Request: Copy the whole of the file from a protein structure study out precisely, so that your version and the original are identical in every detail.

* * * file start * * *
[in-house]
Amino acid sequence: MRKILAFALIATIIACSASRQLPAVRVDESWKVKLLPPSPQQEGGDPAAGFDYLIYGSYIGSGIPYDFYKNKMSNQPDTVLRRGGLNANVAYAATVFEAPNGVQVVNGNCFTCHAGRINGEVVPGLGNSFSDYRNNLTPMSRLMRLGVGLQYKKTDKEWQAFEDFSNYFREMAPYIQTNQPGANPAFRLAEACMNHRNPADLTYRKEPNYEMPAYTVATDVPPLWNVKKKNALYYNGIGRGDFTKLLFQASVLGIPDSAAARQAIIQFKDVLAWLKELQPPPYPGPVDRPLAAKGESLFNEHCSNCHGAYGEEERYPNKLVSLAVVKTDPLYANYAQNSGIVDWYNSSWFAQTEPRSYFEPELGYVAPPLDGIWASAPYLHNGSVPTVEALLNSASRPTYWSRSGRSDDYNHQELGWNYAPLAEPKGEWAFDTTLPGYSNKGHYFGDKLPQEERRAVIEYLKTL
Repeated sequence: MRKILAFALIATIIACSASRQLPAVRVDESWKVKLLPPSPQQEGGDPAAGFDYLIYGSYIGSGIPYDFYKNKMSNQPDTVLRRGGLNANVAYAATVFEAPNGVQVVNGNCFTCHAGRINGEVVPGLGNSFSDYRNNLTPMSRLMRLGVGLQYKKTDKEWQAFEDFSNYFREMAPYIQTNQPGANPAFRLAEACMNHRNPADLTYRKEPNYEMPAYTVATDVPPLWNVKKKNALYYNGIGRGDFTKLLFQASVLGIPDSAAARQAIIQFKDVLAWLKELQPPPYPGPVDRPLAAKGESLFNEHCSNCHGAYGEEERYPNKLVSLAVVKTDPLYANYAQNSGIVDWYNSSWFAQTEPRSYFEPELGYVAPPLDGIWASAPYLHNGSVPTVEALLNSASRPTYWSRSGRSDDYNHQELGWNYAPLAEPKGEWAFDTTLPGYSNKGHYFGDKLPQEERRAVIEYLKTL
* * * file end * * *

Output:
[in-house]
Amino acid sequence: MRKILAFALIATIIACSASRQLPAVRVDESWKVKLLPPSPQQEGGDPAAGFDYLIYGSYIGSGIPYDFYKNKMSNQPDTVLRRGGLNANVAYAATVFEAPNGVQVVNGNCFTCHAGRINGEVVPGLGNSFSDYRNNLTPMSRLMRLGVGLQYKKTDKEWQAFEDFSNYFREMAPYIQTNQPGANPAFRLAEACMNHRNPADLTYRKEPNYEMPAYTVATDVPPLWNVKKKNALYYNGIGRGDFTKLLFQASVLGIPDSAAARQAIIQFKDVLAWLKELQPPPYPGPVDRPLAAKGESLFNEHCSNCHGAYGEEERYPNKLVSLAVVKTDPLYANYAQNSGIVDWYNSSWFAQTEPRSYFEPELGYVAPPLDGIWASAPYLHNGSVPTVEALLNSASRPTYWSRSGRSDDYNHQELGWNYAPLAEPKGEWAFDTTLPGYSNKGHYFGDKLPQEERRAVIEYLKTL
Repeated sequence: MRKILAFALIATIIACSASRQLPAVRVDESWKVKLLPPSPQQEGGDPAAGFDYLIYGSYIGSGIPYDFYKNKMSNQPDTVLRRGGLNANVAYAATVFEAPNGVQVVNGNCFTCHAGRINGEVVPGLGNSFSDYRNNLTPMSRLMRLGVGLQYKKTDKEWQAFEDFSNYFREMAPYIQTNQPGANPAFRLAEACMNHRNPADLTYRKEPNYEMPAYTVATDVPPLWNVKKKNALYYNGIGRGDFTKLLFQASVLGIPDSAAARQAIIQFKDVLAWLKELQPPPYPGPVDRPLAAKGESLFNEHCSNCHGAYGEEERYPNKLVSLAVVKTDPLYANYAQNSGIVDWYNSSWFAQTEPRSYFEPELGYVAPPLDGIWASAPYLHNGSVPTVEALLNSASRPTYWSRSGRSDDYNHQELGWNYAPLAEPKGEWAFDTTLPGYSNKGHYFGDKLPQEERRAVIEYLKTL